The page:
Faces of Public Health: Taja Sevelle

May 13, 2013, 12:05 PM

Taja Sevelle Taja Sevelle in one of her many gardens [Photo courtesy of Urban Farming]

Urban Farming, founded by recording artist Taja Sevelle, is a nonprofit organization with a goal of reducing hunger and increasing access to fresh, healthy foods by encouraging people in urban, rural and suburban areas to plant gardens on unused land. There are now over 66,600 community, residential and partner gardens that are part of the Urban Farming Global Food Chain around the world.

NewPublicHealth recently spoke with Taja Sevelle about the group and its plans for the future.

NewPublicHealth: How did you become interested in the issue of Urban Farming?

Taja Sevelle: I was recording a CD for Sony Records in Detroit, Mich., when I began to see the vast amounts of unused land in the city. I knew that numerous jobs were being shipped overseas and a lot of people who had lost their jobs were suffering. So, in 2005 I put my music career on the back burner and started Urban Farming with three gardens and a pamphlet. It was always a global vision that grew rapidly and started to get international coverage quickly.

Even though this seems like a new idea, it really is just reacquainting people with the age-old act of planting food. The World War II victory gardens, for example, are a great model because during that time, 20 million Americans planted gardens and grew almost half of the U.S. produce supply. Recently, when the economic downfall hit around the world, planting a garden became a necessity for many people who may not have been thinking about it previously.

NPH: What are the key goals for Urban Farming?

Taja Sevelle: The intention is to create a paradigm shift in the consciousness of the human race to end hunger, so that our kids come up to us and ask what it was like to have hunger in the world. Imagine only being able to imagine a world without hunger because the world is filled with edible walls and rooftops and personal gardens in yards. Imagine a world with no abandoned space in cities because people utilize it before it is developed.

This vision also becomes a catalyst for so many other wonderful things for the planet, and for health. When you have a garden you start to engage your children in healthy eating and you yourself become engaged in healthy eating because you are incorporating the healthy foods into your diet. On many levels the act of growing your own food is very powerful. And a lot of families are realizing that a garden also cuts down on monthly food bills.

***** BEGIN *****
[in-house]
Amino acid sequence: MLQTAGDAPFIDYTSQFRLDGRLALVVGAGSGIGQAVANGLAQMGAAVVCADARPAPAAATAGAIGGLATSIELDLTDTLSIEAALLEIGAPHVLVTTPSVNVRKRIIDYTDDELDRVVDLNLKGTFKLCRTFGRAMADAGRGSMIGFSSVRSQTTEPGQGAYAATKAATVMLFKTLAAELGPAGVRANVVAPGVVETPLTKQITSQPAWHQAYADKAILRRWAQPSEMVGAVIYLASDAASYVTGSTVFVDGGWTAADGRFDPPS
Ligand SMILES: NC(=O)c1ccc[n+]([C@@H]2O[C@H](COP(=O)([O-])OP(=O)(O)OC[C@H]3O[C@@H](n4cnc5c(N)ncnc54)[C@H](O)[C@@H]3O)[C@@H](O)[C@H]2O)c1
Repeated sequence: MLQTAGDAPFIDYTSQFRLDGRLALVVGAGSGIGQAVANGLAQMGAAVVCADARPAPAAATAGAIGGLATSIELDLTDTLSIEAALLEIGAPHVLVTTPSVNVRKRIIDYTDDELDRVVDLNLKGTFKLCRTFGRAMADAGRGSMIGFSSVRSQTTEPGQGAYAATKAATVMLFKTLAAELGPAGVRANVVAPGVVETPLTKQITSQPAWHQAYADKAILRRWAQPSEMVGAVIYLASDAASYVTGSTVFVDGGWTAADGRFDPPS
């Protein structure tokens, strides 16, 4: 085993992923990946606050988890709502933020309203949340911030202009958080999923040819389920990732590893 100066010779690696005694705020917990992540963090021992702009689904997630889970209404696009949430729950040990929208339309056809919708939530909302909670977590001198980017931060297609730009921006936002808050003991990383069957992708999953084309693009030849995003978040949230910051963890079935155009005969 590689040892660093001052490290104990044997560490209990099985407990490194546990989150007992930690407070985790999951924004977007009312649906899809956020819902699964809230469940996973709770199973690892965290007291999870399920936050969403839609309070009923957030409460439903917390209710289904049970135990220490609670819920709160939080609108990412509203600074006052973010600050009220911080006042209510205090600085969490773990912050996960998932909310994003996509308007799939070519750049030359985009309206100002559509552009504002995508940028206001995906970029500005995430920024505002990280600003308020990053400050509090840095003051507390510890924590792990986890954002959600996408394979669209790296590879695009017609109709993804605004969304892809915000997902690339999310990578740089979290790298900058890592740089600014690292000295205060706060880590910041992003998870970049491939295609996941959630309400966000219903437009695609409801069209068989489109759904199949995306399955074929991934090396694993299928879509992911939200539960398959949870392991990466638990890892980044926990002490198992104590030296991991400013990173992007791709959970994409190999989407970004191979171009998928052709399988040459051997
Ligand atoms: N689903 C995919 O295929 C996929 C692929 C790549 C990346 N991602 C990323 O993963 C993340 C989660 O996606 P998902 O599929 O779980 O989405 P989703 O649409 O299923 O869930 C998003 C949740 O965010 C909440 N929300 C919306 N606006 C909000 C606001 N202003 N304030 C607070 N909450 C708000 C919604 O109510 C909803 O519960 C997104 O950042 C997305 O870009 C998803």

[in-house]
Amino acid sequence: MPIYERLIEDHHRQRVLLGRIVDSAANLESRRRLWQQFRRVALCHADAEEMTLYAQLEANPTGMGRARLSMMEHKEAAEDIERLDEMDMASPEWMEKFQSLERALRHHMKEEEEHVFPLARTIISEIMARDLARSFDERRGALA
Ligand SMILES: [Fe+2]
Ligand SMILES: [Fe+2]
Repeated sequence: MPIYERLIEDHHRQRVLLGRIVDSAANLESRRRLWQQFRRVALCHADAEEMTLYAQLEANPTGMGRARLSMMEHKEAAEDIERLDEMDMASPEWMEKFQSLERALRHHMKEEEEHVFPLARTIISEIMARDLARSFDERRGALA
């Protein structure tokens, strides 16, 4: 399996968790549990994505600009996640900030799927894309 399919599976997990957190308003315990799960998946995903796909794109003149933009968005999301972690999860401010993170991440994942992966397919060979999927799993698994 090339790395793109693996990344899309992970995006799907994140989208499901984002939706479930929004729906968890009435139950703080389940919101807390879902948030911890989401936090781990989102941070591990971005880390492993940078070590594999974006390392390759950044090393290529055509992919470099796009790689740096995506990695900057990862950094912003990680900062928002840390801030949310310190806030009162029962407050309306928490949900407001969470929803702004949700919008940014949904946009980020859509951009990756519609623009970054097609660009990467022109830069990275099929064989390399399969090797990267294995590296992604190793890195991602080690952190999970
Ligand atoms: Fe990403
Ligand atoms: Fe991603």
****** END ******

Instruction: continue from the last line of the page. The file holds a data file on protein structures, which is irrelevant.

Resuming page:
NPH: What are some of your proudest accomplishments with Urban Farming?

Taja Sevelle: From an initial base of just three gardens, we have grown to over 60,000 gardens and have helped to feed over a million people. The gardens are registered in over 20 countries.

One of our very exciting projects occurred with Kraft and their Triscuit brand. We planted 65 community gardens in 21 cities across the United States. Kraft funded the entire project, which helped to feed thousands of people and inspire more than 50,000 people to register their gardens.

We also launched a campaign last year with comedian Richard Lewis along with CNN and the network’s chief medical correspondent, Dr. Sanjay Gupta, called the Urban Farming 100 Million Families and Friends Global Campaign. The campaign encourages people to start growing their own food.

Other partnerships include a relationship with Lightlife, a meat alternative company. Partners and supporters help us reach more people and provide support for the community gardens, free plant giveaways and other projects.

NPH: What’s next?

Taja Sevelle: We are funding more Urban Farming Community Gardens around the world and we continue to expand our online educational resources in the areas of: Healthy Thinking, Healthy Eating, Healthy Fitness, Healthy Finances and Healthy Families, and we are adding Healthy Communication this year. Our website has an interactive section including space where users can share photos of their garden and share healthy recipes. People who register their garden on the site can pick a name for the garden and see it on the map, along with the other gardens around the world. And by registering their garden or farm people become eligible for free plants, special offers and potential funding for community gardens.

>>Bonus Link: Read a news story on community gardens in Lawrence, Kansas.

This commentary originally appeared on the RWJF New Public Health blog.